Presenting an all New column on the World of Sport that transcends traditional reportage; Nostalgia, Emotion, Passion, Tribute, News, Analysis and more with ‘SportsMeat’ by Babu Kalyanpur.
Back at the turn of the last century, there was a gentleman with an enormous girth and a billowing beard who took guard on a cricket ground in England. Unfortunately, the ball hit the stumps and dislodged the bails.
The gent just picked up the bails, looked around nonchalantly, put it back on to the stumps and continued as if nothing had happened. The gent was none other than Dr W G Grace, the pioneer of modern cricket. The good doctor, 100 kg and still counting then, was unique not only as a cricketer but also for being one of the longest serving in the game.
Dr Grace played cricket for 44 years. Born in 1948, the Doctor finished top level cricket in 1908 – which makes him around 60. And legend has it that he played all other minor cricket even until the age of 66, a year before his death. Despite the bulk and the beard, Dr Grace was a superb batsman and an agile fielder who took some great catches.
And just the other day, Yuvraj Singh and Mahendra Singh Dhoni, both 35, plundered the English bowling to bring victory for India.
In Melbourne, tennis star Roger Federer, now 35, dazzled the courts with his deft displays. Women’s champion Serena Williams, also 35, is still blazing a winning trail all over the world. There are basketball stars well into their 30s. Golfers even play beyond their 50s..
All this brings into focus a very important question – does age really matter in Sport?
This is a dilemma often faced by sportspersons all through their career. Once a player crosses 30, his skills begin to wane seems to be a popular notion. Most critics are ready to write off sportspersons once they reach this age. The knives are sharpened as a bad performance here or a poor run there is put down to dimming reflexes and growing wrinkles. Until a few decades or so, this often held true.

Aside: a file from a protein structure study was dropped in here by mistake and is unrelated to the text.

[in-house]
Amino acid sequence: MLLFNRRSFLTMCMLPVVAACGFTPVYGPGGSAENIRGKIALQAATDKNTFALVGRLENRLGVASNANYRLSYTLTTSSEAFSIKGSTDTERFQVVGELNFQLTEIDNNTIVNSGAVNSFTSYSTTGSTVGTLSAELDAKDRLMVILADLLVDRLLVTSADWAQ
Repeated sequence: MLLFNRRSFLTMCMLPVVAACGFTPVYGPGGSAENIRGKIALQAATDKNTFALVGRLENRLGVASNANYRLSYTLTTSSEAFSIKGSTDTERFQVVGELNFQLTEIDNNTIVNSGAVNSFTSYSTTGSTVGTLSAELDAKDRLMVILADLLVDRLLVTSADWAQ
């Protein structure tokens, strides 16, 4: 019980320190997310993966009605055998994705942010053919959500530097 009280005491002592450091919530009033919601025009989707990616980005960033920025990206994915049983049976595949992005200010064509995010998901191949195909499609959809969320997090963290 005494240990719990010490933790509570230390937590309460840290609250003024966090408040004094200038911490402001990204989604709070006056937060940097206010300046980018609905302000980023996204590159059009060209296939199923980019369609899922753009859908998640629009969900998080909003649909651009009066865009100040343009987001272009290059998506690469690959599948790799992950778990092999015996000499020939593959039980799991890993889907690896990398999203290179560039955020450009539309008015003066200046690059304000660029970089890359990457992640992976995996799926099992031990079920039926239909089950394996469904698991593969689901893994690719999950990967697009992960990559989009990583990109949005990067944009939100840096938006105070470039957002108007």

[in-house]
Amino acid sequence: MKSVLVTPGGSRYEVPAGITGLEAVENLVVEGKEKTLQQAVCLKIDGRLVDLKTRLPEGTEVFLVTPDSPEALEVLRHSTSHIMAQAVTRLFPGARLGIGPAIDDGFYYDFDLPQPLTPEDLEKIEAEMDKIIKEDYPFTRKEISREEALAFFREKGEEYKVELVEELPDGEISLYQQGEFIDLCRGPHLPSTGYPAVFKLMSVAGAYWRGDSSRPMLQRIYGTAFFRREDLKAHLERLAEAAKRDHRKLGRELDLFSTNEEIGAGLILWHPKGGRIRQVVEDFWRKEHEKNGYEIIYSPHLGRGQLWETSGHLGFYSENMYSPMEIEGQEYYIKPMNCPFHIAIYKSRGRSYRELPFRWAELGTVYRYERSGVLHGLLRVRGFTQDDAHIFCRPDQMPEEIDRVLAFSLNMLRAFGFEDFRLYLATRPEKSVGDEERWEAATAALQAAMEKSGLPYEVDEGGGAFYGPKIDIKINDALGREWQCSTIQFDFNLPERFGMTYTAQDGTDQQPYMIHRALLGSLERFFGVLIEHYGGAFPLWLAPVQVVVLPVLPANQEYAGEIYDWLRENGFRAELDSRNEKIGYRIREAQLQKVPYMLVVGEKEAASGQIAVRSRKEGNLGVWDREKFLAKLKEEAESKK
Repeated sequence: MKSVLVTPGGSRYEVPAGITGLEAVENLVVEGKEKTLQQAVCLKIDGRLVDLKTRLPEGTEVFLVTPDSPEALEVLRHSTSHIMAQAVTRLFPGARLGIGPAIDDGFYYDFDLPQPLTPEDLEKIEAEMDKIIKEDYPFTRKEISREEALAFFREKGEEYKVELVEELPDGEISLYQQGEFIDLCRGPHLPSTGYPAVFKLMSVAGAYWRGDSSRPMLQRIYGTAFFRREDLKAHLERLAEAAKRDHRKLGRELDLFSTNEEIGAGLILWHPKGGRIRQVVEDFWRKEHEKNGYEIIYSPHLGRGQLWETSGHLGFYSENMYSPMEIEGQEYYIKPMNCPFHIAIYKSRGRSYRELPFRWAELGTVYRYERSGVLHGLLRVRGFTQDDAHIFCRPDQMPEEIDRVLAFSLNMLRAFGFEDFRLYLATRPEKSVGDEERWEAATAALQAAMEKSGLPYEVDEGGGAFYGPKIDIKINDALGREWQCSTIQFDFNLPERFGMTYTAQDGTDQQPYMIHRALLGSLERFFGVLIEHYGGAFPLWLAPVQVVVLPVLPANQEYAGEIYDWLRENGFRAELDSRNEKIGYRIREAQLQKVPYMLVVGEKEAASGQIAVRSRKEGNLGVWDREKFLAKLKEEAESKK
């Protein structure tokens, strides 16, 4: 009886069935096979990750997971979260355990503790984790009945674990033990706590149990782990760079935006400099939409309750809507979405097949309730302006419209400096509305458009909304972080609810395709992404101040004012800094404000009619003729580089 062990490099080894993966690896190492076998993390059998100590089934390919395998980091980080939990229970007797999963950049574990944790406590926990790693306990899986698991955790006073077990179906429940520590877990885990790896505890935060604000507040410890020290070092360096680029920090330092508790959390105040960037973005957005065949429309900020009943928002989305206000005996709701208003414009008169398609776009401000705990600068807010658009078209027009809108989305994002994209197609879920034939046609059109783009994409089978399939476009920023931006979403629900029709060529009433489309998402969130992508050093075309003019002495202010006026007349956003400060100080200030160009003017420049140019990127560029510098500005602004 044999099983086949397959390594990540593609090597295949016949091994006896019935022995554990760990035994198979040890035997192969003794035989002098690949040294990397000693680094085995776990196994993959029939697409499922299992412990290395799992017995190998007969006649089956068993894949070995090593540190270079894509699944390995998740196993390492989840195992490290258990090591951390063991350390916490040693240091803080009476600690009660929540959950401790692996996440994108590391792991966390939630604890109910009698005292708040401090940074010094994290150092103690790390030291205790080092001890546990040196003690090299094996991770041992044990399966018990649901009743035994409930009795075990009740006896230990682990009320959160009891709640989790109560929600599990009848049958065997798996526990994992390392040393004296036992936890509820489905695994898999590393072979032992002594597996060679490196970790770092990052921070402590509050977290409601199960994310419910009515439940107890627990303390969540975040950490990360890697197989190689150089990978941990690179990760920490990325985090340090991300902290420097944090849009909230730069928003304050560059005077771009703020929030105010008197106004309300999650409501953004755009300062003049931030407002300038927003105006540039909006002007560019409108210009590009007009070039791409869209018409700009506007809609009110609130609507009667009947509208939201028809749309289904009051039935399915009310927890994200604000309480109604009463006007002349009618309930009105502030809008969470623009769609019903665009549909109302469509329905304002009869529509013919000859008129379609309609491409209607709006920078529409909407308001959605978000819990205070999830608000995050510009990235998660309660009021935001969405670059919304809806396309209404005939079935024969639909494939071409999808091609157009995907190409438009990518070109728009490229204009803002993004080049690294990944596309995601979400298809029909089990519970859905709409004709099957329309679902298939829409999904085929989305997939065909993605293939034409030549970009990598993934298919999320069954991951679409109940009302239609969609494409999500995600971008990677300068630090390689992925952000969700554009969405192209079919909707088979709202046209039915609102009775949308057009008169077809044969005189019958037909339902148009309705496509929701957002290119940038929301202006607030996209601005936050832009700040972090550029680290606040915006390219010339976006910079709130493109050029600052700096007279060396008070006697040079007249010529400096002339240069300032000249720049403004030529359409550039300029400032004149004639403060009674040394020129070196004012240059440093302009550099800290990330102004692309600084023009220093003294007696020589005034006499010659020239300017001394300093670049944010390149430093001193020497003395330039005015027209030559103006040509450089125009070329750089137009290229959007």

Many players thought about their sports afterlife or pensions once they reached 35.
An Indian cricketer a few decades ago was more bothered about the crease on his trousers than fielding the ball. Natural thickening with age always had the addition bonus of a belly which obstructed physical movement.
However, today’s sportspersons are conscious of their body and mental state. With fitness levels now reaching new highs, sportspersons are almost as sharp as they were when they started. Smarted, targeted medical attention and treatment, coupled with modern techniques have all helped players increase their longevity. Diets are planned to keep the player fit at all times. Psychologists are hired to look after the players’ mental health.
The world of sports is adjusting to this new factor.
Pakistan’s cricket captain Misbah ul Haq is 42 and still ready for the count. Zlatan Ibrahimovic is shining for Manchester United. If you can still play, you play. That is the new mantra creeping into sports. Legend has it that Dr Grace was once given out leg before. But the Doctor refused to budge. He walked up to the umpire and said, “They have come to watch me play, not you umpire.”
No wonder he could still put his younger compatriots to shame even at age 66.